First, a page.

Other Publications (1)
Articles by S. George Pemberton in JoVE
Determination of the Settling Rate of Clay/Cyanobacterial Floccules Tiffany Playter1, Kurt Konhauser1, George W. Owttrim2, Denise S. Whitford2, Tyler Warchola1, Cheryl Hodgson1,3, Aleksandra M. Mloszewska4, Bruce Sutherland1, J.-P. Zonneveld1, S. George Pemberton1, Murray K. Gingras1 1Department of Earth and Atmospheric Sciences, University of Alberta, 2Department of Biological Sciences, University of Alberta, 3Department of Earth Sciences, Simon Fraser University, 4Earth Sciences Department, University of Toronto The interaction and sedimentation of the clay and bacterial cells within the marine realm, observed in natural environments, can be best investigated in a controlled lab environment. Here, we describe a detailed protocol, which outlines a novel method for measuring the sedimentation rate of clay and cyanobacterial floccules.
Other articles by S. George Pemberton on PubMed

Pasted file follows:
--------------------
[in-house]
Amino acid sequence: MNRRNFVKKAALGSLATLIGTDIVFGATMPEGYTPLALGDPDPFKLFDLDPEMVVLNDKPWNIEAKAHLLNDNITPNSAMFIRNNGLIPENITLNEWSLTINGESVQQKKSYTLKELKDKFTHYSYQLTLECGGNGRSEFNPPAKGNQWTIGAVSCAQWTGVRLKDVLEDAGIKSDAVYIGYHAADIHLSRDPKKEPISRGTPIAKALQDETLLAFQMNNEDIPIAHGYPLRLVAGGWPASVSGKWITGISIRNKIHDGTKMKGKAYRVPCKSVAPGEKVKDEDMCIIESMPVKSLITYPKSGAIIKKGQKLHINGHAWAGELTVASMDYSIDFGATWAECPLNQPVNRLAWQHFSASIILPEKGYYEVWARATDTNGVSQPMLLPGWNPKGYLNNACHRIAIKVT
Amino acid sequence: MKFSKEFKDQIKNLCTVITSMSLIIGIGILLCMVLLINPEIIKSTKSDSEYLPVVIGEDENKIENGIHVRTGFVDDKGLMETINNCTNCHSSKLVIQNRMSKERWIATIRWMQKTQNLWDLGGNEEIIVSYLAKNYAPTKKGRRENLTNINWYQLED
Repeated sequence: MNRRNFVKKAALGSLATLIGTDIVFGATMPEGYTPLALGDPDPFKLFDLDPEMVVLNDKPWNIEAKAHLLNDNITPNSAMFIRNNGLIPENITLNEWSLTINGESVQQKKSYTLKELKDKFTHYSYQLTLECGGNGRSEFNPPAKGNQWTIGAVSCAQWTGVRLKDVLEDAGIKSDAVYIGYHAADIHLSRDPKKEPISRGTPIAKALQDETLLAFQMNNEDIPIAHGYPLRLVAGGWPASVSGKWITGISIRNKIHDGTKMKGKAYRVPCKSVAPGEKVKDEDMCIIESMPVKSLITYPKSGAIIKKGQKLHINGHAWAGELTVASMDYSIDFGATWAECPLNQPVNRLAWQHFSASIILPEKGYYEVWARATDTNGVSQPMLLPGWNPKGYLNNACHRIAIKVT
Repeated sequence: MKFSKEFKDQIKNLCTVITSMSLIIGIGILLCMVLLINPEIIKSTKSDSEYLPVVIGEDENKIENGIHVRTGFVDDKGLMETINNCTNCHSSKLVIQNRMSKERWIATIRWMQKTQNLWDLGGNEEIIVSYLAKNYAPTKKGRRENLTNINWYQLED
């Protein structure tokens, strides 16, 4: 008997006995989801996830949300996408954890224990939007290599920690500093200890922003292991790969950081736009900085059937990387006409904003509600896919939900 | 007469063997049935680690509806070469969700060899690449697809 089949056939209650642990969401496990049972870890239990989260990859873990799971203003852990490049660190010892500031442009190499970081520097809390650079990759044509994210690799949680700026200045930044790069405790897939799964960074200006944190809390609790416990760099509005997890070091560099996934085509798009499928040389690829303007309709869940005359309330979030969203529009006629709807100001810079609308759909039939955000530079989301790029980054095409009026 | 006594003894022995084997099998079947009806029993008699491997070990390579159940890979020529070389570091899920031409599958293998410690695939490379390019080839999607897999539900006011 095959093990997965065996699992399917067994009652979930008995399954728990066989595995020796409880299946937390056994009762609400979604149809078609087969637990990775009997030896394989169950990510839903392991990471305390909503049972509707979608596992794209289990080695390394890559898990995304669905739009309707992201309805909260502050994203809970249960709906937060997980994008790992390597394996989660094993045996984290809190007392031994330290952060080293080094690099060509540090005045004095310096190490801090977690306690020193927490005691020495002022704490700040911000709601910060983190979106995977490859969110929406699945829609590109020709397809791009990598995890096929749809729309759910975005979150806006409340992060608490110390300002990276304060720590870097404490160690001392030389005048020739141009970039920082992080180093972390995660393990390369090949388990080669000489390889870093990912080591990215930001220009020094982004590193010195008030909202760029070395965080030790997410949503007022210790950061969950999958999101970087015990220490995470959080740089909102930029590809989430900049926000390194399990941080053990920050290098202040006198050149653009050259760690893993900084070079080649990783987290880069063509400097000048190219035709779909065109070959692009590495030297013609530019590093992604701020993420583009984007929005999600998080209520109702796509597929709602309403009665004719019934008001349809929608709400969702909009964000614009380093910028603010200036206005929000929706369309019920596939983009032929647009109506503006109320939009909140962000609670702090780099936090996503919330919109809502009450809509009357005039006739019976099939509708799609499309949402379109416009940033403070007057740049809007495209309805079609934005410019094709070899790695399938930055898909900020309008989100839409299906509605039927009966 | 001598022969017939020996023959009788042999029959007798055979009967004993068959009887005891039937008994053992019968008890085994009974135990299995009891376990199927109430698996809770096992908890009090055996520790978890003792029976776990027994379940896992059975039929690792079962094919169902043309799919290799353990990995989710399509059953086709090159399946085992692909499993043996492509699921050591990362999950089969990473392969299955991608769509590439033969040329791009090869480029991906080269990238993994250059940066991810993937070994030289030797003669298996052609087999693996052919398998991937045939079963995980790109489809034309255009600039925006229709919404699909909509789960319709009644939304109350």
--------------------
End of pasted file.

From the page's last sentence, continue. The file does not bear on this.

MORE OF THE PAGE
A 'terror of Tyrannosaurs': the First Trackways of Tyrannosaurids and Evidence of Gregariousness and Pathology in Tyrannosauridae PloS One. | Pubmed ID: 25054328 The skeletal record of tyrannosaurids is well-documented, whereas their footprint record is surprisingly sparse. There are only a few isolated footprints attributed to tyrannosaurids and, hitherto, no reported trackways. We report the world's first trackways attributable to tyrannosaurids, and describe a new ichnotaxon attributable to tyrannosaurids. These trackways are from the Upper Cretaceous (Campanian - Maastrichtian) of northeastern British Columbia, Canada. One trackway consists of three tridactyl footprints, and two adjacent trackways consist of two footprints each. All three trackways show animals bearing southeast within an 8.5 meter-wide corridor. Similarities in depth and preservation of the tyrannosaurid tracks indicate that these three trackways were made by track-makers walking concurrently in the same direction. These trackways add significantly to previous osteology-based hypotheses of locomotion and behavior in Tyrannosauridae by providing ichnologic support for gregariousness in tyrannosaurids, and the first record of the walking gait of tyrannosaurids.